Health Spas and Massage - Health Tourism
Massage has been used for centuries to relieve stress and treat a variety of health conditions. Ancient civilizations from Rome and Japan to India incorporated massage techniques into their medical treatment regimens. Today, most people are familiar with massage as a luxury spa treatment, and many new techniques have been developed to appeal to an ever widening taste for exotic and effective wellness experiences.
The term ‘massage’ is generally used to describe treatments that use pressure to manipulate the body’s soft tissues. Target areas can include skin, muscles, ligaments, tendons, joints, and other connective tissue. In addition, some massage therapies target lymph vessels and various organs of the body. The goal is to promote healing, support wellness, relieve stress, and clear the mind of clutter.
The massage practitioner may use hands, feet, fingers, elbows, forearms, or massage aids during a treatment. Scented or unscented oil is often used while heated stones are now used in one of today’s popular massages. Depending on the type of massage, clients are clothed or unclothed. If unclothed, towels or sheets are draped for privacy and only the area being worked on is uncovered. Clients may be seated on a massage chair or lie on a massage table or a mat on the floor.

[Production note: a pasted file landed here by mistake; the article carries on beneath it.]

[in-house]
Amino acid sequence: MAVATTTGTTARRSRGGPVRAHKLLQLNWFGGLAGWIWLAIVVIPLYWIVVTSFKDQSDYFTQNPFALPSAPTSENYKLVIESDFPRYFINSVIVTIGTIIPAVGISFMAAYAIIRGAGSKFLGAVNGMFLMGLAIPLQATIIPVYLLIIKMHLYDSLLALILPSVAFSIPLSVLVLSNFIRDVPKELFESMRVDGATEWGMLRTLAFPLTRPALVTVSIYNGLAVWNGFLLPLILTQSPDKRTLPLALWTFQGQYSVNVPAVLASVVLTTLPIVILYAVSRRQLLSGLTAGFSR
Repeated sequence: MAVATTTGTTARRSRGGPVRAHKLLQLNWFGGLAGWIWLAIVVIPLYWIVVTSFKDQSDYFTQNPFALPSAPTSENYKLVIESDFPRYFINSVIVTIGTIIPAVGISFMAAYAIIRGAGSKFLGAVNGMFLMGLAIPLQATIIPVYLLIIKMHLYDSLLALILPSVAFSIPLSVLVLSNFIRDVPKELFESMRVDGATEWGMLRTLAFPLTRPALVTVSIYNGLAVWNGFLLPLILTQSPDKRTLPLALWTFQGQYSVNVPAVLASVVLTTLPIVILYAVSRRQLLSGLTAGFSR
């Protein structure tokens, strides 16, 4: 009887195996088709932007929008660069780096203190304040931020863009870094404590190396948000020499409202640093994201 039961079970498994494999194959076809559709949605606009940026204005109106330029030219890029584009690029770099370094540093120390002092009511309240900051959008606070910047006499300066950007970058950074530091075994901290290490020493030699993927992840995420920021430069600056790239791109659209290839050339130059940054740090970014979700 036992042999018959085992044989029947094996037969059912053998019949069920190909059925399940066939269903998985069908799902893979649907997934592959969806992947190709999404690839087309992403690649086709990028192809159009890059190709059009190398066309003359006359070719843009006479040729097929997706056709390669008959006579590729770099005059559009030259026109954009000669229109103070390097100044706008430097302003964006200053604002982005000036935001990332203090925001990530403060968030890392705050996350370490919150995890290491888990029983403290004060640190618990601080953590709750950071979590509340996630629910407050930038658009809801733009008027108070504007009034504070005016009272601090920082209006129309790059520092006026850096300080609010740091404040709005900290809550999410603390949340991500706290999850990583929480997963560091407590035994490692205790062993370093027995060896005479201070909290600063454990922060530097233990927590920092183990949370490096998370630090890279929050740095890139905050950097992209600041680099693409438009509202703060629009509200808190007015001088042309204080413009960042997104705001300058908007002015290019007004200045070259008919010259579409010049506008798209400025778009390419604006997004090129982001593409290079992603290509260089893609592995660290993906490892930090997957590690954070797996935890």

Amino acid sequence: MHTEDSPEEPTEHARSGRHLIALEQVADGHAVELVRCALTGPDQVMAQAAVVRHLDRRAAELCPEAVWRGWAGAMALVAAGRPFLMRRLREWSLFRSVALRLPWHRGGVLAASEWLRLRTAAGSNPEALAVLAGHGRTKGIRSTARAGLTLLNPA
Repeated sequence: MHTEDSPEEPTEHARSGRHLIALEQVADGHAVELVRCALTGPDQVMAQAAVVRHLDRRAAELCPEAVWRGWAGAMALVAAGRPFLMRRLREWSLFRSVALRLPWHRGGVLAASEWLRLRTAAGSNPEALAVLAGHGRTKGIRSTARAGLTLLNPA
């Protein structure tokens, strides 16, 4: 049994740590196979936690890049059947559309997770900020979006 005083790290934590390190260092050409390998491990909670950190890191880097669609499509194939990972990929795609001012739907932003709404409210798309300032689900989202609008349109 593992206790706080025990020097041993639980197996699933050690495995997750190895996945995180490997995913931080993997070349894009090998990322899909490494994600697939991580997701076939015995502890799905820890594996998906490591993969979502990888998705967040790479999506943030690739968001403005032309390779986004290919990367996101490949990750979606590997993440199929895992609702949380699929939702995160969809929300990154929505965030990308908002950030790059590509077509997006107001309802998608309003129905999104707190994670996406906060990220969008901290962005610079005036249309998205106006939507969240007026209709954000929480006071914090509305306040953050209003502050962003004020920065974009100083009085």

The types of massage most familiar in western cultures include Swedish, deep tissue and sports massage. Asian massage techniques include Ayurvedic, Thai, Shiatsu and reflexology. Beyond these traditional methods, there are many types of massage that combine techniques, incorporate stretches, or target specific trigger points.
Medical massage is used increasingly for conditions such as breast cancer, sinus relief, and temporarily reducing blood pressure. Other types of medical massage are used to relieve pain.
Massage therapists and practitioners are usually regulated by a governing agency of the country where they practice. Because there is no single entity regulating massage, it is best to ask your practitioner about their qualifications and training, or ask to see a license or certificate verifying their compliance with local regulations.
Countries with Health Spas: Czech Republic, Estonia, France, Germany, Hungary, Italy, Japan, Mexico, New Zealand, Philippines, Poland, Romania, Singapore, Slovakia, Slovenia, Thailand, Vietnam, USA